An example of this could be sending a meme o sharing a pie recipe with friends over WhatsApp: it is a social activity, but stays away from the control of analytic tools. And that makes social networks anxious, and has implications for PR agencies and brands.
- The risks of social networks
Another reason why users opt for messaging apps and “dark social” instead of public social networks are growing threats that platforms open to the world are facing. Cyber-attacks, trolls, blackmailing, identity robbery, fake news, inappropriate comments that become viral… Users are more and more conscious about the risks of exposing their private life and are becoming more cautious when it comes to opening profiles, posting personal information and sharing photos and videos on social media.
- The rejection of social ads
Users have less tolerance to the growing presence of brand advertising in major social networks, eager to monetize platforms with millions of users, but not a lot of revenues (perhaps the most paradigmatic case is Twitter). Here is a curious paradox: although for example 68% of users follow a brand on Facebook, 55,5% believe that the presence of brands on these platforms is excessive (too many ads, company pages, sponsored content, etc.). The solution? Make a proper use of content marketing to generate posts appealing to users and not disturbing them.
Up to 77% of content is shared via “dark social”, according to the study
- An inappropriate use of Big Data
Finally, brands have found in the social networks a gold mine to gather data that allows them to know better their users thanks to Big Data. Until now, most of the social media users have blithely consented to relinquish this information when they accept those endless conditions of use that no one reads when registering on any of these platforms.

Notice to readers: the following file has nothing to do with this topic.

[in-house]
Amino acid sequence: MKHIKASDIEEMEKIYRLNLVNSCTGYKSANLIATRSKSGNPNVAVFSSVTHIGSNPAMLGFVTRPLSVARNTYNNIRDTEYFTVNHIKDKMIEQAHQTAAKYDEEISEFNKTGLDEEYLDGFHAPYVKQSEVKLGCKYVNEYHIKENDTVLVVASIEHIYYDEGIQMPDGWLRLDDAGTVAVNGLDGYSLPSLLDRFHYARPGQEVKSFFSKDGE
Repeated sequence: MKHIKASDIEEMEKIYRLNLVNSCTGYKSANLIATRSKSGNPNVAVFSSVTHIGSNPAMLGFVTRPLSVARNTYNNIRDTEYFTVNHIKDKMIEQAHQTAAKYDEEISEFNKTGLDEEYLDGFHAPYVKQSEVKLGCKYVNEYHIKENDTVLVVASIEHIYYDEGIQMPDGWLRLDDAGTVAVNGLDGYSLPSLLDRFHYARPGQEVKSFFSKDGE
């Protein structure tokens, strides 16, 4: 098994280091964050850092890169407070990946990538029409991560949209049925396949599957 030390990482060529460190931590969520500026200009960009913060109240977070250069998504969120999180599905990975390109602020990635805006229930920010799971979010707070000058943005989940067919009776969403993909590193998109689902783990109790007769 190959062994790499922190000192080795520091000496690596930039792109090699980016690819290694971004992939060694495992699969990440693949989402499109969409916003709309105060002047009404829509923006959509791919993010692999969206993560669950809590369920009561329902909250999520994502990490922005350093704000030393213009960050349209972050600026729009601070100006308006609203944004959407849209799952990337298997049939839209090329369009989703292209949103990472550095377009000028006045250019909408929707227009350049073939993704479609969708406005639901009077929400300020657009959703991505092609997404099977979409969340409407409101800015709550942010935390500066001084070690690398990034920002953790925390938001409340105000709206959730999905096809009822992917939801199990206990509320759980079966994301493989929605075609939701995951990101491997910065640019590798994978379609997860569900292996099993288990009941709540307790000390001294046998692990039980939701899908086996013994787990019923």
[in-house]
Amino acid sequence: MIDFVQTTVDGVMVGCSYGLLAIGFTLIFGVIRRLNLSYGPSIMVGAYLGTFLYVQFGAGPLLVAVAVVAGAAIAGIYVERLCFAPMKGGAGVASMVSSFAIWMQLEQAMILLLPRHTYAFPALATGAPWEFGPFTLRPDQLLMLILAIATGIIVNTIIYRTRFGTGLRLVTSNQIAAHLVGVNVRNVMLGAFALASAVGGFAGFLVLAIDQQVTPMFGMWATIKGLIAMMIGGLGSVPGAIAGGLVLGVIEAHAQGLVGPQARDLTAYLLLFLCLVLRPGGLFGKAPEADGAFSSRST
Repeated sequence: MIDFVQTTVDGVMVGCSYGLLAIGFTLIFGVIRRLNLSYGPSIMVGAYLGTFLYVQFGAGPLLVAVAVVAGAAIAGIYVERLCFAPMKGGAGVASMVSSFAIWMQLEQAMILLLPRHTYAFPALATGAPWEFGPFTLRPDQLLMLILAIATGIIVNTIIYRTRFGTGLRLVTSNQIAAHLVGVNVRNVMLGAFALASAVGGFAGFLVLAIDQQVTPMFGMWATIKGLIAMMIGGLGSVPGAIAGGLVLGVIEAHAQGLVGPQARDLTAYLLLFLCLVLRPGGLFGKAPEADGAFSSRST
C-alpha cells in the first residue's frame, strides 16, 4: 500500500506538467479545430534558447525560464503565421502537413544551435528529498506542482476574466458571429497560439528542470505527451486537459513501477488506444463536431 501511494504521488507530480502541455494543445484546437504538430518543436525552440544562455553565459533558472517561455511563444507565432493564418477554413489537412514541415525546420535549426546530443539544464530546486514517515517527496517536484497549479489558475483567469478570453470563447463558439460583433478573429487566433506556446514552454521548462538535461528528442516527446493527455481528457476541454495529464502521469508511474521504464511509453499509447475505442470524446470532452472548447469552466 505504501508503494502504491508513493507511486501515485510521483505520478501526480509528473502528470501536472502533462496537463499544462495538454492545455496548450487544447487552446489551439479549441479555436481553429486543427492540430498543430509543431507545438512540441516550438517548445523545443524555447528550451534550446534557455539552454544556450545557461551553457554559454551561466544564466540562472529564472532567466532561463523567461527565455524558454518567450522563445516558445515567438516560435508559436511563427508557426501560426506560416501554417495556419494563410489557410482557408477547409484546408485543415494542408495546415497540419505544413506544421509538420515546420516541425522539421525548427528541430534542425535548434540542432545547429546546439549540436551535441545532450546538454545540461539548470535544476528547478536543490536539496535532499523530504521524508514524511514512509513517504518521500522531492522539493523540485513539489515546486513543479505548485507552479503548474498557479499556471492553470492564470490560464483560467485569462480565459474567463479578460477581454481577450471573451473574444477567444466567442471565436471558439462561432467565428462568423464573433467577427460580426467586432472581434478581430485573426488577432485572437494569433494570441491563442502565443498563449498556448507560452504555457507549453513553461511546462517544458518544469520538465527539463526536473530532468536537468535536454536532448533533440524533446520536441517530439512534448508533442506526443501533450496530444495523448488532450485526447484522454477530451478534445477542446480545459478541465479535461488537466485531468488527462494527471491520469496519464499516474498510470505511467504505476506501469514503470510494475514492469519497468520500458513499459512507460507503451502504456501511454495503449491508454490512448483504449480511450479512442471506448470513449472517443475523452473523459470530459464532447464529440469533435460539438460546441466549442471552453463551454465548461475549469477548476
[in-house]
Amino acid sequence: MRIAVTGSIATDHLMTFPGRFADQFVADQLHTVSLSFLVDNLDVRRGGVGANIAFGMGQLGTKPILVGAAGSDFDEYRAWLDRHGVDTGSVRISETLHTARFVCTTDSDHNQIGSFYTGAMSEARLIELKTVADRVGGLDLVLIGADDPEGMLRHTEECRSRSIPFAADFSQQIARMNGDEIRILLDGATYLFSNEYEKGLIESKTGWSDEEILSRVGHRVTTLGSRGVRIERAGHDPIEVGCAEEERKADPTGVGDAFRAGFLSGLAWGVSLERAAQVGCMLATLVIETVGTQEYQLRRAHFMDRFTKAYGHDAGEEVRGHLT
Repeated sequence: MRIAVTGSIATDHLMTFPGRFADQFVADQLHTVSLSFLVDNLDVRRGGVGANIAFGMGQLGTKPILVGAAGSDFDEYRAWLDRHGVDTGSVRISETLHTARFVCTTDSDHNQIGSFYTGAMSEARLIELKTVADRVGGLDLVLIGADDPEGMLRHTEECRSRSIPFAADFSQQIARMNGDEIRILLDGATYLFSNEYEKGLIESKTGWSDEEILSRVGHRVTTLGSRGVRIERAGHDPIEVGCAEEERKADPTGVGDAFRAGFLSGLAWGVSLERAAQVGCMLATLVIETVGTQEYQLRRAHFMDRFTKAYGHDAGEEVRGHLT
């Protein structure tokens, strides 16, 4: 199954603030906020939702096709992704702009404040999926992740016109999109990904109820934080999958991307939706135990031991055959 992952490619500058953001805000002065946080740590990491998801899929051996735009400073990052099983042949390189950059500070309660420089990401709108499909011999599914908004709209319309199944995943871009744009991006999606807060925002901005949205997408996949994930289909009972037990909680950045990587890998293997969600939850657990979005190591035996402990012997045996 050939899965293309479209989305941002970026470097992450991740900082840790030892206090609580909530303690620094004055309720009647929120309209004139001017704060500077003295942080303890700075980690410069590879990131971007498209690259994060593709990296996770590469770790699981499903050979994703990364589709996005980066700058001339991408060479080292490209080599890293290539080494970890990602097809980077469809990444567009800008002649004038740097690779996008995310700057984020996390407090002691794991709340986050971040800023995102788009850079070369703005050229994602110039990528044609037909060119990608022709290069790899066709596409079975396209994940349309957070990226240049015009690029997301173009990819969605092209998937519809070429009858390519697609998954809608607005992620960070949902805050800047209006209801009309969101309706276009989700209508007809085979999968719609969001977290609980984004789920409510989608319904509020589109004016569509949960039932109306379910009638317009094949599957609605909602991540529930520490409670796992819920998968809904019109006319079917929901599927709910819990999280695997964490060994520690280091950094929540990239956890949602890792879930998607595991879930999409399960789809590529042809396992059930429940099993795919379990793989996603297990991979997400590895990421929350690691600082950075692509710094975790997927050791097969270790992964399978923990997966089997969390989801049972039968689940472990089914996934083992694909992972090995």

But as users become aware of all that these companies know about their tastes and activities (especially when they use the information to sell them something), a wave of rejection towards social media rises that, although is still in its initial phase, will become bigger. For example, the philosopher Javier Echeverría warns of an imminent “infowars” that will confront these “lords of the air” (Facebook, Google, etc.) between them and with the users for the control of the data.
At the beginning of the year we saw some of the most striking PR trends among which we highlighted the decline in the “idyll” of brands with social networks. And while in this inaugural article we anticipated 3 possible threats for them, few months later we dare to expand this list up to 7 reasons that can take them to an end. Social networks are not going to disappear, but something is changing in the virtual world. The new channels have modified the society, which is adapting them to respond to its needs.
What is clear is that both brands and PR agencies should always be aware of changes in the virtual world and take advantage of the opportunities it offers. We can adapt to the needs of users, and communicate with them in a more subtle and meaningful way.